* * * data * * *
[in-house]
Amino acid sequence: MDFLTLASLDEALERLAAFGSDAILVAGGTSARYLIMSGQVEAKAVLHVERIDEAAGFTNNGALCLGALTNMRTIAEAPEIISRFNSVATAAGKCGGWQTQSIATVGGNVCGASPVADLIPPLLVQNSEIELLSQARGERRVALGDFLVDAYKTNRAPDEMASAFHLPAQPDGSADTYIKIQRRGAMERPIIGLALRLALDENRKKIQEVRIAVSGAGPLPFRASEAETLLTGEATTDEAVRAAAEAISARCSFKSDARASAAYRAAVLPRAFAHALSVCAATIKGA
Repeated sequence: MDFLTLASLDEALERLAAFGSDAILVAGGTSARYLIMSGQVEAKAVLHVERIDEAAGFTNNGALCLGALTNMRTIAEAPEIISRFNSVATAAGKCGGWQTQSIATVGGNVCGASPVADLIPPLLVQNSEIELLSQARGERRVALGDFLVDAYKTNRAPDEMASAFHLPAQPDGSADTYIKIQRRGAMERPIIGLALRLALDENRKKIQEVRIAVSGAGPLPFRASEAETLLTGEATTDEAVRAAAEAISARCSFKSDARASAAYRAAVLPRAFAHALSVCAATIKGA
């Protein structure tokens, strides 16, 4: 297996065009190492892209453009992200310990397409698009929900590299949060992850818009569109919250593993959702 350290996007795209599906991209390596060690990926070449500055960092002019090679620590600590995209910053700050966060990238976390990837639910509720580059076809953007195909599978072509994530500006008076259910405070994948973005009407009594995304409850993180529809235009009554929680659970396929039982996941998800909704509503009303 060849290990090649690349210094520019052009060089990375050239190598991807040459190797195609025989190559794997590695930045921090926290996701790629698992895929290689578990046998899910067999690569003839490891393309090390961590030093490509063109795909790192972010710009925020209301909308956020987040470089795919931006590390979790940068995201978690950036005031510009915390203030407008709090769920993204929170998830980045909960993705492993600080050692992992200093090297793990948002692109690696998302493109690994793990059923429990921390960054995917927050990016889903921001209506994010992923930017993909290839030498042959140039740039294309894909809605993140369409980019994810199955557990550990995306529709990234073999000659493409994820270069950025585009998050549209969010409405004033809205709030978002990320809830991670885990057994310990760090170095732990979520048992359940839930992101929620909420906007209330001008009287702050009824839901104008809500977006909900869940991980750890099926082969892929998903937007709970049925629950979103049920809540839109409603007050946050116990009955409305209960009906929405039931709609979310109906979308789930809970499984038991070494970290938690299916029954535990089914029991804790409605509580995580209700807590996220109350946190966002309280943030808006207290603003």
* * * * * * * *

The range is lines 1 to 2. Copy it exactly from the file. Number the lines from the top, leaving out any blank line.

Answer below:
[in-house]
Amino acid sequence: MDFLTLASLDEALERLAAFGSDAILVAGGTSARYLIMSGQVEAKAVLHVERIDEAAGFTNNGALCLGALTNMRTIAEAPEIISRFNSVATAAGKCGGWQTQSIATVGGNVCGASPVADLIPPLLVQNSEIELLSQARGERRVALGDFLVDAYKTNRAPDEMASAFHLPAQPDGSADTYIKIQRRGAMERPIIGLALRLALDENRKKIQEVRIAVSGAGPLPFRASEAETLLTGEATTDEAVRAAAEAISARCSFKSDARASAAYRAAVLPRAFAHALSVCAATIKGA